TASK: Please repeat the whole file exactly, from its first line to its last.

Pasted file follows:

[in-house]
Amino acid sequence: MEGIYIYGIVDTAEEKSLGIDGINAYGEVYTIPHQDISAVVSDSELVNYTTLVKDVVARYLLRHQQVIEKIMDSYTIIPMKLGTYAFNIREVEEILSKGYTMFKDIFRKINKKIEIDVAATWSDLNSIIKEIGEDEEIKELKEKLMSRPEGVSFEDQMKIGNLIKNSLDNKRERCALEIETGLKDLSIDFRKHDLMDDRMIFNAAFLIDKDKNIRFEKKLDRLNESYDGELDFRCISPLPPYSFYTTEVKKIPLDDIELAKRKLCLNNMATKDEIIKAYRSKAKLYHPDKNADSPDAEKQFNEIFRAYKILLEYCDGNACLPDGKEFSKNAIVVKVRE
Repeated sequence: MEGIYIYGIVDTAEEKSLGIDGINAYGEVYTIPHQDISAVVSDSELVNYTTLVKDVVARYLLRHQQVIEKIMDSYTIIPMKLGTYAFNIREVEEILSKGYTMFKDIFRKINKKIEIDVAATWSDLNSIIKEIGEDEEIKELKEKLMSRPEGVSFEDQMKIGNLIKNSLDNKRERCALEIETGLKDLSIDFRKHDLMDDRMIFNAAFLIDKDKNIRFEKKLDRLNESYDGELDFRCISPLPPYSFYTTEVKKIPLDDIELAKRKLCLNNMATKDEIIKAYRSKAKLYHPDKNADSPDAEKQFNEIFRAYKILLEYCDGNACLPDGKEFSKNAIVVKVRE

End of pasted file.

[in-house]
Amino acid sequence: MEGIYIYGIVDTAEEKSLGIDGINAYGEVYTIPHQDISAVVSDSELVNYTTLVKDVVARYLLRHQQVIEKIMDSYTIIPMKLGTYAFNIREVEEILSKGYTMFKDIFRKINKKIEIDVAATWSDLNSIIKEIGEDEEIKELKEKLMSRPEGVSFEDQMKIGNLIKNSLDNKRERCALEIETGLKDLSIDFRKHDLMDDRMIFNAAFLIDKDKNIRFEKKLDRLNESYDGELDFRCISPLPPYSFYTTEVKKIPLDDIELAKRKLCLNNMATKDEIIKAYRSKAKLYHPDKNADSPDAEKQFNEIFRAYKILLEYCDGNACLPDGKEFSKNAIVVKVRE
Repeated sequence: MEGIYIYGIVDTAEEKSLGIDGINAYGEVYTIPHQDISAVVSDSELVNYTTLVKDVVARYLLRHQQVIEKIMDSYTIIPMKLGTYAFNIREVEEILSKGYTMFKDIFRKINKKIEIDVAATWSDLNSIIKEIGEDEEIKELKEKLMSRPEGVSFEDQMKIGNLIKNSLDNKRERCALEIETGLKDLSIDFRKHDLMDDRMIFNAAFLIDKDKNIRFEKKLDRLNESYDGELDFRCISPLPPYSFYTTEVKKIPLDDIELAKRKLCLNNMATKDEIIKAYRSKAKLYHPDKNADSPDAEKQFNEIFRAYKILLEYCDGNACLPDGKEFSKNAIVVKVRE